How did the initial project members connect?
Several of the initial members (including project founder Olivier Guyon) were either working at one of the large astronomical telescopes on Mauna Kea, or were amateur astronomers on the Big Island. We've now had contributions from members in several countries across the globe.
What would motivate someone to join in? Who is your ideal team member?
While our eventual goal is for the project to be accessible to school groups, our initial need is for team members who are technically proficient and can contribute to project development through writing code, improving hardware or electronic design, or helping write documentation and tutorials. As the project develops, however, we will need to reach out to schools and other groups, so we will be looking for contributors who have an interest in outreach and education to help coach school groups or to work with teachers to develop lesson plans.
To make it accessible to school groups or clubs, the total cost of the unit is kept under $5,000 USD, which contains everything a group or individual might need to build a unit and start contributing to the network.
Because we also view PANOPTES as a very effective outreach and education tool, our primary audience is interested high school and amateur groups acting under the supervision of teachers or community educators. We envision a classroom (or robotics or computer science club) raising the individual funds for the kit and then pairing with an interested, and perhaps more technical, member of the community who could help guide the building process.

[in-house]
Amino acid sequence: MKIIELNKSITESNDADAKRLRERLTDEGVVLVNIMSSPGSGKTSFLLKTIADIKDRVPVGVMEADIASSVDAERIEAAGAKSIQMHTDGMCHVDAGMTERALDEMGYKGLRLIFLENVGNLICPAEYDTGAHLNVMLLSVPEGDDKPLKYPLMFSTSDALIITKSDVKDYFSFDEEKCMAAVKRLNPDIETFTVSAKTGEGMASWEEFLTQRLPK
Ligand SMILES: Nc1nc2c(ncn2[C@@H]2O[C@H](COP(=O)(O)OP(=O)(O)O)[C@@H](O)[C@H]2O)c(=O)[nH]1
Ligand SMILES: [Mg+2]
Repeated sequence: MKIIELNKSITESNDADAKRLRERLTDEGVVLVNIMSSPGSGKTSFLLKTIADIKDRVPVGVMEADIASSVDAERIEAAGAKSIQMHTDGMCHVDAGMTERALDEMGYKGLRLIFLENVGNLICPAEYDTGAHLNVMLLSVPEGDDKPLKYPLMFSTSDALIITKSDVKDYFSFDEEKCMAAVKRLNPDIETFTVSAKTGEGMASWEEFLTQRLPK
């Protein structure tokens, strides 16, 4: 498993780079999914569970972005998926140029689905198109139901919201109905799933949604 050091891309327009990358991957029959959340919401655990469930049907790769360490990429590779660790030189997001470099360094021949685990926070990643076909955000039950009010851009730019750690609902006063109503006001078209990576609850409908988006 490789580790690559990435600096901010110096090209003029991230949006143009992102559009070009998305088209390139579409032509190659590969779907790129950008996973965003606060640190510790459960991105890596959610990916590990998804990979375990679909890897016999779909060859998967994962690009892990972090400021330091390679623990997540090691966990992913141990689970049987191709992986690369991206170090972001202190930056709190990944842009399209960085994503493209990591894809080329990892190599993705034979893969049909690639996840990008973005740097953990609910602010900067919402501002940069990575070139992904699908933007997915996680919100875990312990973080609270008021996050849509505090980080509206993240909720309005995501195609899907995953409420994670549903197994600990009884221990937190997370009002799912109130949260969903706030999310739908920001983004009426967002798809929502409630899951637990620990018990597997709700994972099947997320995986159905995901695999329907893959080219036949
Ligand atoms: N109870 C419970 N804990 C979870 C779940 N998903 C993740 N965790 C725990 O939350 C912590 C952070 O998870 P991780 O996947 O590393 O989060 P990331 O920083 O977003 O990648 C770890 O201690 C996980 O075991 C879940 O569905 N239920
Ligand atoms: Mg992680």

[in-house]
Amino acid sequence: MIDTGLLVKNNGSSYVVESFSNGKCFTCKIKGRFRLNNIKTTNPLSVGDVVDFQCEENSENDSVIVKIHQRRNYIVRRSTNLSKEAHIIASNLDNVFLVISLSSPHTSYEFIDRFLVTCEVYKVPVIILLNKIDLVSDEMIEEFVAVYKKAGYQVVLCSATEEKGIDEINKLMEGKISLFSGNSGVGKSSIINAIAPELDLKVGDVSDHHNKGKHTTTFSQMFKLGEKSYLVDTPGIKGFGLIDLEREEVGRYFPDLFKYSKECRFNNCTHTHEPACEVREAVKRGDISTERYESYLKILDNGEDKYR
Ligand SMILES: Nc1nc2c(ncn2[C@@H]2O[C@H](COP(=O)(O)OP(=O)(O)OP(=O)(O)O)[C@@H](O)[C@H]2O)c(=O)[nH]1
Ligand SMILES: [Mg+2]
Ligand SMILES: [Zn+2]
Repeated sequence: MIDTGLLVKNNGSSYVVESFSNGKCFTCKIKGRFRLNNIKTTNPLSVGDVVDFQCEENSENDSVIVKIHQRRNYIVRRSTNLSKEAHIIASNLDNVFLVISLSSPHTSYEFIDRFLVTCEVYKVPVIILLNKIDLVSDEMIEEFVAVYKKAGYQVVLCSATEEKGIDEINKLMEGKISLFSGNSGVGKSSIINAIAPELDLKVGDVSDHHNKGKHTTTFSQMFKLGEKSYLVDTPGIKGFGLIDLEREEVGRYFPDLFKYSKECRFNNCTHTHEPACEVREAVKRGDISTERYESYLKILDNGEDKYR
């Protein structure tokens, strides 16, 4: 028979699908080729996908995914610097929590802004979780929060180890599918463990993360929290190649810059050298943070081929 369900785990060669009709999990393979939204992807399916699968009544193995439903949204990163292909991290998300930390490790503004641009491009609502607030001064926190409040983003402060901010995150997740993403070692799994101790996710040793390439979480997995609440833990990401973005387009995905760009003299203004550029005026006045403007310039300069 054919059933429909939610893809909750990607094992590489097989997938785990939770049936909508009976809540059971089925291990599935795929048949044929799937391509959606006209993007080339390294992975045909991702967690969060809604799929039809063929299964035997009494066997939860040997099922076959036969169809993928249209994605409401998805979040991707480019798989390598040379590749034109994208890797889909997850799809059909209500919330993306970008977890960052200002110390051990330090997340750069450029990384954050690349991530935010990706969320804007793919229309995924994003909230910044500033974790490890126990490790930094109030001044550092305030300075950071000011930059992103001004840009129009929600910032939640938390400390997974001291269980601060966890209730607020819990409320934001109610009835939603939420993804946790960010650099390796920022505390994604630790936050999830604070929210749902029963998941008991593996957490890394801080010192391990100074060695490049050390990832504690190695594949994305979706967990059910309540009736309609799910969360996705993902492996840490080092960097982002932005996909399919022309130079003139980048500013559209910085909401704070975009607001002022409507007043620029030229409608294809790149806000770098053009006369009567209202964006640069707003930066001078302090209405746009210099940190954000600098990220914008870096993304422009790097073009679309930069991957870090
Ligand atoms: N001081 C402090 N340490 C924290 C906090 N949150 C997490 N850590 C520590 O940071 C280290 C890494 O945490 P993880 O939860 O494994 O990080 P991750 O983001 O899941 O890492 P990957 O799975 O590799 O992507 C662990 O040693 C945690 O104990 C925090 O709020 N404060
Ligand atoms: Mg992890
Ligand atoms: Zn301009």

The motivation comes from the very real desire for the public to be able to contribute to the scientific process. While large projects such as TMT or the James Webb Space Telescope are great, the reality is that very few individuals will have the opportunity to work hands-on with the science. While it is true that more and more data is becoming available for interested individuals to work with, what makes PANOPTES different is that it involves citizen scientists in the construction, refinement, and collection of the data.
Existing citizen science projects such as Galaxy Zoo or Planet Hunters have paved the way for PANOPTES, but still only allow for the public to participate in data analysis. PANOPTES looks to enable public participation in all aspects of the project, from design and implementation to data collection and analysis.
How much support have you had from the science community on this? Are the larger observatories and exoplanet projects interested?
Quite a bit. The concept is not only viable, but is just the kind of out-of-the box thinking that many individuals in the community support. NASA JPL has taken an interest in the project and has awarded us a five-year contract to support the project's development. We have also seen a lot of interest from undergraduate students at numerous international universities. Because the "buy-in" is cheap and the educational and scientific payoff is large, the project attracts a wide range of interested individuals.